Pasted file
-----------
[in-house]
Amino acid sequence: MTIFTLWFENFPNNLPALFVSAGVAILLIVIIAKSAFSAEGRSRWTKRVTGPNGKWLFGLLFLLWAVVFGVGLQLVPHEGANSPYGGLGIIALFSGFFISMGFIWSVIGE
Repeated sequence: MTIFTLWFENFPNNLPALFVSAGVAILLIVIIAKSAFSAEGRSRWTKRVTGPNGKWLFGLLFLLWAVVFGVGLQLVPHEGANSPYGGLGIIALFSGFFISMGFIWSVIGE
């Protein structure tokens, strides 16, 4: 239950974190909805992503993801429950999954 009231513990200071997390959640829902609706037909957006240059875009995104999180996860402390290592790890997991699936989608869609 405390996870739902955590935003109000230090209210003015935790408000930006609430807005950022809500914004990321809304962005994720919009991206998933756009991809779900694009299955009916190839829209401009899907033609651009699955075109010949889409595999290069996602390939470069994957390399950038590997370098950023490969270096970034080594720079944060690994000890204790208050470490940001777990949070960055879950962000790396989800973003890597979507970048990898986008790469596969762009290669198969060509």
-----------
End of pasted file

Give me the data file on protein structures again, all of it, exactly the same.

[in-house]
Amino acid sequence: MTIFTLWFENFPNNLPALFVSAGVAILLIVIIAKSAFSAEGRSRWTKRVTGPNGKWLFGLLFLLWAVVFGVGLQLVPHEGANSPYGGLGIIALFSGFFISMGFIWSVIGE
Repeated sequence: MTIFTLWFENFPNNLPALFVSAGVAILLIVIIAKSAFSAEGRSRWTKRVTGPNGKWLFGLLFLLWAVVFGVGLQLVPHEGANSPYGGLGIIALFSGFFISMGFIWSVIGE
């Protein structure tokens, strides 16, 4: 239950974190909805992503993801429950999954 009231513990200071997390959640829902609706037909957006240059875009995104999180996860402390290592790890997991699936989608869609 405390996870739902955590935003109000230090209210003015935790408000930006609430807005950022809500914004990321809304962005994720919009991206998933756009991809779900694009299955009916190839829209401009899907033609651009699955075109010949889409595999290069996602390939470069994957390399950038590997370098950023490969270096970034080594720079944060690994000890204790208050470490940001777990949070960055879950962000790396989800973003890597979507970048990898986008790469596969762009290669198969060509």